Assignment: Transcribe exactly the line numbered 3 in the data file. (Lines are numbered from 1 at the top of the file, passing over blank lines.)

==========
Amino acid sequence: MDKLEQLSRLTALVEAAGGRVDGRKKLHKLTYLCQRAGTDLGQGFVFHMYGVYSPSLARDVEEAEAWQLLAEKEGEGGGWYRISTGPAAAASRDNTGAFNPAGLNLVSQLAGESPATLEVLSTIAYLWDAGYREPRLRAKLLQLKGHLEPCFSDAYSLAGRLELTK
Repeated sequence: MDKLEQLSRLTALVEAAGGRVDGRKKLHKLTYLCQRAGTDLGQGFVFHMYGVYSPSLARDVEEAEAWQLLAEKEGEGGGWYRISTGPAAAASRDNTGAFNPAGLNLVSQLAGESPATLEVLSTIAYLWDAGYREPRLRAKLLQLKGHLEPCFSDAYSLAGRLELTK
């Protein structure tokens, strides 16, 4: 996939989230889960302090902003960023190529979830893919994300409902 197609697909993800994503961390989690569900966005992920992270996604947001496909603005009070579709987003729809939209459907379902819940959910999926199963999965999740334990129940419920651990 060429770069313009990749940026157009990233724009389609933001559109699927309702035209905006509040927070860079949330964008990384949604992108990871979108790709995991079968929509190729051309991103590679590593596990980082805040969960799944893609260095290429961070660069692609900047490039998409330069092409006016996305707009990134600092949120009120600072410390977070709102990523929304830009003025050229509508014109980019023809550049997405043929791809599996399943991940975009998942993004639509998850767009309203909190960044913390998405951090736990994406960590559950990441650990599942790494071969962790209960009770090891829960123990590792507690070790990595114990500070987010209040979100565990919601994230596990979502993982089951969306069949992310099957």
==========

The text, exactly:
């Protein structure tokens, strides 16, 4: 996939989230889960302090902003960023190529979830893919994300409902 197609697909993800994503961390989690569900966005992920992270996604947001496909603005009070579709987003729809939209459907379902819940959910999926199963999965999740334990129940419920651990 060429770069313009990749940026157009990233724009389609933001559109699927309702035209905006509040927070860079949330964008990384949604992108990871979108790709995991079968929509190729051309991103590679590593596990980082805040969960799944893609260095290429961070660069692609900047490039998409330069092409006016996305707009990134600092949120009120600072410390977070709102990523929304830009003025050229509508014109980019023809550049997405043929791809599996399943991940975009998942993004639509998850767009309203909190960044913390998405951090736990994406960590559950990441650990599942790494071969962790209960009770090891829960123990590792507690070790990595114990500070987010209040979100565990919601994230596990979502993982089951969306069949992310099957």